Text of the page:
This can hurt more than help. If you’re in a wrong category, say adios to business listings, so it’s crucial you place yourself in the right one. If you do not, search engines will use yellow pages and local directories to categorize you, and those can be wrong. Many search engines also allow the creation of your own categories, so if you can’t find a suitable one for the keyword create your own.

Just look at where most of your competition is. If they are in A category, it makes sense to put yourself in A as well instead of a distant Z. Many SEOs say that the wrong category is the biggest negative factor in local SEO that can keep the listing right out of SERPs.

Multiple Businesses at the Same Address

I wouldn’t recommend putting more than two businesses at the same address; in fact, keep it to one if possible to safeguard yourself against unexpected surprises in the future. Who knows what can hit search engineers in the head?

Multiple City Listings on One Domain

This works if your domain is powerful enough. Take Marriot as an example. If you’re small, don’t expect this to work. You’ll have to create and optimize separate sites for each city you’re after.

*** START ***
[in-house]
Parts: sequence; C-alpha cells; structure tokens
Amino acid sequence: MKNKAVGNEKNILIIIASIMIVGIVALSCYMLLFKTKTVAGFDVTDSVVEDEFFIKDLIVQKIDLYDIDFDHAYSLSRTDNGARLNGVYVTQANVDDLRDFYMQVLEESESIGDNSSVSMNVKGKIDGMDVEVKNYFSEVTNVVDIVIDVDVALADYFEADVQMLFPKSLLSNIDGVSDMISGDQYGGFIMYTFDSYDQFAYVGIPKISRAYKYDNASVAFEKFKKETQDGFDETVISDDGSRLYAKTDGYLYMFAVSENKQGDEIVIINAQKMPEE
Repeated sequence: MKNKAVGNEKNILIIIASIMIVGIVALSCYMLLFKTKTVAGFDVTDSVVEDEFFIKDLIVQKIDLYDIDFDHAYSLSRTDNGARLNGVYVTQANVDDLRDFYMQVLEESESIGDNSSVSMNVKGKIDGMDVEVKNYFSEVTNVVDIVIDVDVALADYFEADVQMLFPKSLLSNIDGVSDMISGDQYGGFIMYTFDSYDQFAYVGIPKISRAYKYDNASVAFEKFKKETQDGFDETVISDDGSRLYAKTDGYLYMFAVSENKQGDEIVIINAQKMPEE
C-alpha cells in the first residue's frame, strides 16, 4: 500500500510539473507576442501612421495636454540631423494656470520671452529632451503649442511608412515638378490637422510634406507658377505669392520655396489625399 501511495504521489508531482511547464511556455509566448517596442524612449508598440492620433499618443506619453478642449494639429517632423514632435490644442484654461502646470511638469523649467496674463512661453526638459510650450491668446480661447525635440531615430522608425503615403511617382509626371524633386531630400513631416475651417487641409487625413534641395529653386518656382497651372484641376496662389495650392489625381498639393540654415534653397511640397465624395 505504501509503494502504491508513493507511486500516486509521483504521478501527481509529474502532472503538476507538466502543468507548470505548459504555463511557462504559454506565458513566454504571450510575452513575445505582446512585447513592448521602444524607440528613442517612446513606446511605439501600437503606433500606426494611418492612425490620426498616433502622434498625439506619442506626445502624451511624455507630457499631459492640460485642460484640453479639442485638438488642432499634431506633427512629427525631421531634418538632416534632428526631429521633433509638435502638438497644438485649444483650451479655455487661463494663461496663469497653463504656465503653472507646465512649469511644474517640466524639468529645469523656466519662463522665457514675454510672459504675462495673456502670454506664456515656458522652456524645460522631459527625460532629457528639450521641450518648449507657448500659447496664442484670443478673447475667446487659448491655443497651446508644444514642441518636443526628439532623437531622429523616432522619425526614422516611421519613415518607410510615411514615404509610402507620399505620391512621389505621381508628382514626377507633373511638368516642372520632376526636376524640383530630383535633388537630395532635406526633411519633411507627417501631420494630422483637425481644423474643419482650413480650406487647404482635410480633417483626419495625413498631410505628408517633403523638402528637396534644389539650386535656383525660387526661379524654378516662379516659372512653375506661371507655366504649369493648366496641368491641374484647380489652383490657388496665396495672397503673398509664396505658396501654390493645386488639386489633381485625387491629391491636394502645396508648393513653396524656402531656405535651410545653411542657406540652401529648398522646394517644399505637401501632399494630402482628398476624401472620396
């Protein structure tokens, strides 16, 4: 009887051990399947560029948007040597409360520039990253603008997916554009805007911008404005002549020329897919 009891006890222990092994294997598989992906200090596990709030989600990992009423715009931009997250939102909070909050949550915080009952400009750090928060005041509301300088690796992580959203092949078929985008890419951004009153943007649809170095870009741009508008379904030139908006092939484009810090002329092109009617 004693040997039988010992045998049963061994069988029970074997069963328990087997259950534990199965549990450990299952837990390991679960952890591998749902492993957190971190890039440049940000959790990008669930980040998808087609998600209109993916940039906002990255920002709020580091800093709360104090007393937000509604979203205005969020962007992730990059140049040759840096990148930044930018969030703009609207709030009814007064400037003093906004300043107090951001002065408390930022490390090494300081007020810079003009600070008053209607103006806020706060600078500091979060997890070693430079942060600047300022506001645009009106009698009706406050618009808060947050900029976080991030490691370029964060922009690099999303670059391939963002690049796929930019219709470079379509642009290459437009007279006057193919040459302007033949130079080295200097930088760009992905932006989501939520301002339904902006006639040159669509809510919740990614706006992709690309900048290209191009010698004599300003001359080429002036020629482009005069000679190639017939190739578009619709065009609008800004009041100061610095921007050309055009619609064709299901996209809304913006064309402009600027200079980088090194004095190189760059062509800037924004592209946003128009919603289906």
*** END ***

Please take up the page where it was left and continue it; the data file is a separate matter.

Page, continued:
This is an important factor. In fact, if you own a keyword-rich domain that includes city + product/service, coupled with a keyword-rich company name that includes city + product/service, you have a 25% higher chance of getting the authoritative listing than the site using a generic, unrelated name and web address.

This method is abused by the spammers, but if you have the best of intentions, it can really go a long way.

Website Content

Website content is something we completely control, so make sure to include all of the correct keywords and quality indicators for the search engines. On the other hand, to rank in local you don’t need a website, so this factor is not that important. Search engines scour local data from directories, yellow pages, telecoms and other sites. It’s completely possible for a business to be listed there without having a website.

Conclusion

Some of the most important factors to highlight in local search engine optimization:

  • Inbound links – still matters a LOT as with regular SEO.

  • City Keywords in Anchor Text – if other sites point to you with “montreal club,” chances are you have a club in Montreal

  • Validation of the Business – validate your business listing on map services. It tells search engines you’re very real and improves trust.

  • Customer Reviews – consider doing fake reviews if you have to (don’t do it from your office, same IP or an account of which search engines are aware).

  • Always claim your listing as the business owner.

  • Keywords in Title – keep location and product/service keywords in the local business listing title.

  • Address and Phone Number – obvious.

  • “Downtown factor” – list the address for the business’s location as close to the perceived downtown of the city as possible.

  • Categorization – list the business in a proper category.